Nash Bargaining and the Wage Consequences of Educational Mismatches
AbstractThe paper provides a theoretical foundation for the empirical regularities observed in estimations of wage consequences of overeducation and undereducation. Workers with more education than required for their jobs are observed to suffer wage penalties relative to workers with the same education in jobs that only require their educational level. Similarly, workers with less education than required for their jobs earn wage rewards. These departures from the Mincer human capital earnings function can be explained by Nash bargaining between workers and employers. Under fairly mild assumptions, Nash bargaining predicts a wage penalty for overeducation and a wage reward for undereducation, and further predicts that the wage penalty will exceed the wage reward. This paper reviews the established empirical regularities and then provides Nash bargaining results that explain these regularities.
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Bibliographic InfoPaper provided by Institute for the Study of Labor (IZA) in its series IZA Discussion Papers with number 7025.
Length: 12 pages
Date of creation: Nov 2012
Date of revision:
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Other versions of this item:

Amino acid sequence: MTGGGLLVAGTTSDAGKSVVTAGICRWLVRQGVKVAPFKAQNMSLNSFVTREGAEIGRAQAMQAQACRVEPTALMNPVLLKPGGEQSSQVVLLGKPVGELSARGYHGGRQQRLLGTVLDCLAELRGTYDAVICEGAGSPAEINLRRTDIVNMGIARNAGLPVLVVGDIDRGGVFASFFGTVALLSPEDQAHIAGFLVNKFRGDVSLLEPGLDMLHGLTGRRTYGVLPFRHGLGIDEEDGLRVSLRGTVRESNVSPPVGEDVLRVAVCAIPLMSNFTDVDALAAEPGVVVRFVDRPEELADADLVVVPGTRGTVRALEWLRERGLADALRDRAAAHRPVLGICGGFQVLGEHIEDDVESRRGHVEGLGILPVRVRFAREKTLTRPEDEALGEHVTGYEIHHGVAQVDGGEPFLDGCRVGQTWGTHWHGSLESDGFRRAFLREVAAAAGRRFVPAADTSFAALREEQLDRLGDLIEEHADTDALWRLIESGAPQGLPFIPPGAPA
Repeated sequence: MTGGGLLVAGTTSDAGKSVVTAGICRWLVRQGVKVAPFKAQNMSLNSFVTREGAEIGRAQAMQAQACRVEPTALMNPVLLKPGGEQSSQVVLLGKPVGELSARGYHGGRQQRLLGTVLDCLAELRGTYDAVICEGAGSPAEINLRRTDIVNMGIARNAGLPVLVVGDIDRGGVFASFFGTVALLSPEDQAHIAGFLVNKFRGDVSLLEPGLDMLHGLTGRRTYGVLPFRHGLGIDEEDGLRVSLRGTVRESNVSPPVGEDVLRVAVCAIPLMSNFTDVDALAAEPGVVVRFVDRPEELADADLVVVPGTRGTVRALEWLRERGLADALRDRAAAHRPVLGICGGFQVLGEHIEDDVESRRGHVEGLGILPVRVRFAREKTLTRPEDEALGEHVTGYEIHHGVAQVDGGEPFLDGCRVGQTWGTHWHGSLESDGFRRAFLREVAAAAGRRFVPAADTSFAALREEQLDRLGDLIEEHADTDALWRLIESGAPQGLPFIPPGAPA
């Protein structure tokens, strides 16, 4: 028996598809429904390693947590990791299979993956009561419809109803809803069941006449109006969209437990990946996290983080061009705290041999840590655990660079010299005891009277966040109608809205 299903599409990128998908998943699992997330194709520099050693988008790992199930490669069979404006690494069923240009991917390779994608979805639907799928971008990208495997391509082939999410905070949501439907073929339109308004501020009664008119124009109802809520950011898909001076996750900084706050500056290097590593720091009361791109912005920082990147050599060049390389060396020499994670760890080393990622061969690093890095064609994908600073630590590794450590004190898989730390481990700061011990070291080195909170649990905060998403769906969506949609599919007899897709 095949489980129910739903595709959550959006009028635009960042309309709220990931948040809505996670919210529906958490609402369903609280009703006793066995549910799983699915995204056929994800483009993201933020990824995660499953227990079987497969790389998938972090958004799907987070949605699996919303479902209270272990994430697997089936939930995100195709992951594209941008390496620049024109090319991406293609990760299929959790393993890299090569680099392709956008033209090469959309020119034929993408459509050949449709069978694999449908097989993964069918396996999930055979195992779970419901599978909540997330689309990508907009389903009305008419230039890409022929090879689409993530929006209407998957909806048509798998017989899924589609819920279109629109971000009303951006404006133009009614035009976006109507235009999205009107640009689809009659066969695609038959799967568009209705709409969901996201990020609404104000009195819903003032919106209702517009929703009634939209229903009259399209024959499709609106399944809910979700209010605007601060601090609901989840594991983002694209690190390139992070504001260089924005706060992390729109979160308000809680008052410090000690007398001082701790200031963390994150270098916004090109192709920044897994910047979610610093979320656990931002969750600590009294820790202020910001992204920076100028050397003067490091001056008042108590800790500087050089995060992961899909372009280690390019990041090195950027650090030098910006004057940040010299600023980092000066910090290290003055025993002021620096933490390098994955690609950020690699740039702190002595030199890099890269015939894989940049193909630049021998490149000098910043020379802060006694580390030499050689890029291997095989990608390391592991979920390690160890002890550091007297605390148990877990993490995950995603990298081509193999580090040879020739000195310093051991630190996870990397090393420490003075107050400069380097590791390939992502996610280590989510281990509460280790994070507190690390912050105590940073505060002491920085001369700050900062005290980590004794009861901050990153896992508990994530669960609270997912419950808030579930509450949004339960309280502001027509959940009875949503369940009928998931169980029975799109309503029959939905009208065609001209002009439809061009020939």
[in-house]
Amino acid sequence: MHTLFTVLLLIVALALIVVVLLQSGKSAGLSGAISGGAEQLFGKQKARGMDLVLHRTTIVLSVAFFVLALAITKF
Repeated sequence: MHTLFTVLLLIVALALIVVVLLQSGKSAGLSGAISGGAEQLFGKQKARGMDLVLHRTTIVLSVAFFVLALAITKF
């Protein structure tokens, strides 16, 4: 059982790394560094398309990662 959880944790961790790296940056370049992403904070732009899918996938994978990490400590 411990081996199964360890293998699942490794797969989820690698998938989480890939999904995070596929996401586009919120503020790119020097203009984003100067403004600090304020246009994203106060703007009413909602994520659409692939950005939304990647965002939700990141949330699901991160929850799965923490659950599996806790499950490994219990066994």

- Sattinger, Michael & Hartog, Joop, 2013. "Nash bargaining and the wage consequences of educational mismatches," Labour Economics, Elsevier, vol. 23(C), pages 50-56.
- Joop Hartog & Michael Sattinger, 2012. "Nash Bargaining and the Wage Consequences of Educational Mismatches," Tinbergen Institute Discussion Papers 12-129/V, Tinbergen Institute.
- J31 - Labor and Demographic Economics - - Wages, Compensation, and Labor Costs - - - Wage Level and Structure; Wage Differentials
- J24 - Labor and Demographic Economics - - Demand and Supply of Labor - - - Human Capital; Skills; Occupational Choice; Labor Productivity
- C78 - Mathematical and Quantitative Methods - - Game Theory and Bargaining Theory - - - Bargaining Theory; Matching Theory
- C51 - Mathematical and Quantitative Methods - - Econometric Modeling - - - Model Construction and Estimation
This paper has been announced in the following NEP Reports:
- NEP-ALL-2012-12-22 (All new papers)
- NEP-HRM-2012-12-22 (Human Capital & Human Resource Management)
- NEP-LAB-2012-12-22 (Labour Economics)
- NEP-LMA-2012-12-22 (Labor Markets - Supply, Demand, & Wages)
Please report citation or reference errors to , or , if you are the registered author of the cited work, log in to your RePEc Author Service profile, click on "citations" and make appropriate adjustments.:
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